In the meantime, because the U.N. local weather summit enters its second week right here, stress is rising on the Egyptian authorities to launch political prisoners, together with the imprisoned author and technologist, activist Alaa Abd El-Fattah. Alaa’s sister, Sanaa Seif, led Saturday’s local weather march, the place many chanted “No local weather justice with out human rights.”
To speak about all of this and extra, we’re joined by Asad Rehman, government director of Conflict on Need and lead spokesperson for the Local weather Justice Coalition.
Asad, welcome again to Democracy Now!
ASAD REHMAN: Actual pleasure. And a pleasure to see you in individual.
AMY GOODMAN: It’s nice to see you in individual. That is our first main journey for the reason that pandemic. Asad, this can be a very completely different form of summit, as what’s laid on the desk, not by the states however by civil society, is that human rights and local weather justice have to be thought-about as one. Are you able to speak concerning the becoming a member of of those two particularly in terms of the demand for the discharge of the main political prisoner in Egypt, to not point out hundreds of others which are held, Alaa Abd El-Fattah?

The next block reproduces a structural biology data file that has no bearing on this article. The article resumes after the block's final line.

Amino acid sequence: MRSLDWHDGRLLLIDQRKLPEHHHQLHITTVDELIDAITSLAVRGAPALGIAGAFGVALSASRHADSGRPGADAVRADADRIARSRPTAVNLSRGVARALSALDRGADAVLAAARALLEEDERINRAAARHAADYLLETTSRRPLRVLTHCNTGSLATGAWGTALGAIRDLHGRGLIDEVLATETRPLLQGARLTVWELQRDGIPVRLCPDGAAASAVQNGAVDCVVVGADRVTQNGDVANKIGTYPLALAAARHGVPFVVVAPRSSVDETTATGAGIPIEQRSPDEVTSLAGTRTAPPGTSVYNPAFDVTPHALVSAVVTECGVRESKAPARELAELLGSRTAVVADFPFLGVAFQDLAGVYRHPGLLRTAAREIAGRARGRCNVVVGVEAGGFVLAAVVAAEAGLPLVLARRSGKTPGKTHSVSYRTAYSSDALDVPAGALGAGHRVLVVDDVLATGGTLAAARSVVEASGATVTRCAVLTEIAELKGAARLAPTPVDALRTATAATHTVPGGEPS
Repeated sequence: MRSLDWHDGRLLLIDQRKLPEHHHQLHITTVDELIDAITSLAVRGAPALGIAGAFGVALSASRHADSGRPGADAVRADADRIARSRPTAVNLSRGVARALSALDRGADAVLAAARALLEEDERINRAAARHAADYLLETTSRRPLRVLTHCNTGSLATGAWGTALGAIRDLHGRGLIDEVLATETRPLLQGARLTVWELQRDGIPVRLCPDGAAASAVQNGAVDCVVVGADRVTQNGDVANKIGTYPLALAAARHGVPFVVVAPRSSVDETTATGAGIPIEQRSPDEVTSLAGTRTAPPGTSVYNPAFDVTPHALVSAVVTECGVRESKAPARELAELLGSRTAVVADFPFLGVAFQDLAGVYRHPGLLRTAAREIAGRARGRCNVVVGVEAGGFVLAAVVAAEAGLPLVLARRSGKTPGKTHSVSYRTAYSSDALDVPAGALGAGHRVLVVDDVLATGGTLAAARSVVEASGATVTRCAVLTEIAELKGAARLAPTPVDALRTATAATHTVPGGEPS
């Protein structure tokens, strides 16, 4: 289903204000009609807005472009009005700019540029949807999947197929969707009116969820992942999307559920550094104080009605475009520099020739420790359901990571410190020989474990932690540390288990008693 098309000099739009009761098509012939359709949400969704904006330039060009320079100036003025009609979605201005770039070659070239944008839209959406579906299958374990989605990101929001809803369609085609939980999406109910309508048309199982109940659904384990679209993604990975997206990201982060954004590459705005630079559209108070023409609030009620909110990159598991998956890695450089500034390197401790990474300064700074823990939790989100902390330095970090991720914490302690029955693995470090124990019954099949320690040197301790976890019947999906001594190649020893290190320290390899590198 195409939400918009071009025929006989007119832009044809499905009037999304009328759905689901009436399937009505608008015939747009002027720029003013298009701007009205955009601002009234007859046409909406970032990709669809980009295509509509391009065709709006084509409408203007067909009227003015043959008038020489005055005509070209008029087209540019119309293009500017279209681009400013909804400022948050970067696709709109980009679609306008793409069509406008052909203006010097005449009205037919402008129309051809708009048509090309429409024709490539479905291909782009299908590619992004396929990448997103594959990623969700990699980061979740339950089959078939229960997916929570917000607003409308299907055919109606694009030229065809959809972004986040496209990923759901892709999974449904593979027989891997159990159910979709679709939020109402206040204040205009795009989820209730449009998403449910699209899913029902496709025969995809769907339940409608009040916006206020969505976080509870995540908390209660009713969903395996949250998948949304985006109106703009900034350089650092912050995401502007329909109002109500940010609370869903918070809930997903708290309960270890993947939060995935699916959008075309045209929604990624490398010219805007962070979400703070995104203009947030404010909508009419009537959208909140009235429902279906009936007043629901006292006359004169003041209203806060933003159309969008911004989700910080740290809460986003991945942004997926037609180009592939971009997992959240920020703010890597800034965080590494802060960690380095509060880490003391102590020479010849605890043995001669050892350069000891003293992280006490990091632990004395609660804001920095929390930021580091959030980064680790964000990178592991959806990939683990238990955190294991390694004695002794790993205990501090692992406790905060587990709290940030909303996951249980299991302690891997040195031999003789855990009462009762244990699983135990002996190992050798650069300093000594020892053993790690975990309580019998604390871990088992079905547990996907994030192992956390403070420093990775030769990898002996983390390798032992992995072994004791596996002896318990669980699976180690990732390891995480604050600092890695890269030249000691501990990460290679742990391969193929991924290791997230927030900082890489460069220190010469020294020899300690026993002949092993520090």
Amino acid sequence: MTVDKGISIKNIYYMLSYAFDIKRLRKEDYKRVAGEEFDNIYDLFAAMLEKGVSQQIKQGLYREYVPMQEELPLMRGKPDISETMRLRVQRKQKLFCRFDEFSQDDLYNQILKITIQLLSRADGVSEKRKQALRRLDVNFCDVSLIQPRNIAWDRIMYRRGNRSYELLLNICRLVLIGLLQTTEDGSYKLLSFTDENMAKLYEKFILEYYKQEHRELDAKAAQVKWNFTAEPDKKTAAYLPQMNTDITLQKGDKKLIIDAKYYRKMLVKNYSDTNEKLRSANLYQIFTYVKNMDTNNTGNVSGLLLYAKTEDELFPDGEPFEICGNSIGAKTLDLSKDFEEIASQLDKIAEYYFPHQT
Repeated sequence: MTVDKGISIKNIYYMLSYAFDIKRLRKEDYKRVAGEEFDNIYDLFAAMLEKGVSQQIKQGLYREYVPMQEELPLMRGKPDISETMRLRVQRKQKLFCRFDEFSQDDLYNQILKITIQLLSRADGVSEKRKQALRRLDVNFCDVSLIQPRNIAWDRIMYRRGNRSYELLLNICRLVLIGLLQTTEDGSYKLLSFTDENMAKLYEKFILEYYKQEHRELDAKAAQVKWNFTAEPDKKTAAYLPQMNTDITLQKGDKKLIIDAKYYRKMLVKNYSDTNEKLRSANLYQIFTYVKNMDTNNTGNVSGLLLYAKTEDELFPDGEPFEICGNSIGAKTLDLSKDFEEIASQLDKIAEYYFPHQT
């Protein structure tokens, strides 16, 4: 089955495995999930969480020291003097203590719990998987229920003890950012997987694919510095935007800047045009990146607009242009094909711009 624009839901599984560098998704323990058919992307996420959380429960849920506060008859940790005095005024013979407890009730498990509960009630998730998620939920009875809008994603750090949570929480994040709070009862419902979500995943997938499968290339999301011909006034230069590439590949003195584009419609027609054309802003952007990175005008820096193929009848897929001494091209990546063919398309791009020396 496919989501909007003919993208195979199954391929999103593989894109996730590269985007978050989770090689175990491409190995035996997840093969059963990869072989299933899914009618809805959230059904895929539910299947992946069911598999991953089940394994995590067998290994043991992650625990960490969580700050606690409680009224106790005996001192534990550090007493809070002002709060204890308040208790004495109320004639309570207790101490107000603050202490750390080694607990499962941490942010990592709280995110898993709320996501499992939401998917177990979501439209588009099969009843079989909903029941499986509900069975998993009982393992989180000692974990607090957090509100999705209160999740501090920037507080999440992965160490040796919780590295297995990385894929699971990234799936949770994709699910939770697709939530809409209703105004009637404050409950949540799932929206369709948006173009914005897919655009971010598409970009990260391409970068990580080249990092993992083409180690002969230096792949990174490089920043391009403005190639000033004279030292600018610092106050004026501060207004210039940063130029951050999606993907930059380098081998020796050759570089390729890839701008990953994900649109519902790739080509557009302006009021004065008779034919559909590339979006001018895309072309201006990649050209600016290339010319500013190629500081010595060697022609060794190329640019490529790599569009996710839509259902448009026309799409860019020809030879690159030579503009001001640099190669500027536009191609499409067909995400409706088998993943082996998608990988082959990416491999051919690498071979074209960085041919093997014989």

ASAD REHMAN: Properly, for the local weather justice motion, human rights has been an inextricable a part of it. I imply, finally, the battle round local weather disaster is essentially the most primary of proper, the precise to have the ability to dwell and survive and dwell with dignity. However we additionally know that, inside our motion, that as we make calls for, our actions face repression and criminalization. Two environmental defenders are murdered each week all over the world. We all know that criminalization is now happening within the World North with the precise to protest being restricted, in addition to within the World South.
So we got here right here understanding that, in fact, our battle for local weather justice was a battle for human rights. And now we have at all times listened to and responded to the decision of our actions the place the COP takes place as to the problems they wish to increase up, how we are able to finest assist them, how we are able to amplify their voice. And, in fact, the decision to free Alaa has been one which has been very central to local weather justice organizations coming to the COP and clearly elevating our voices right here.
AMY GOODMAN: I imply, there have been quite a few Egyptian activists that didn’t even make it to the COP earlier than they had been imprisoned in Egypt, the place this COP is being held. The importance of this?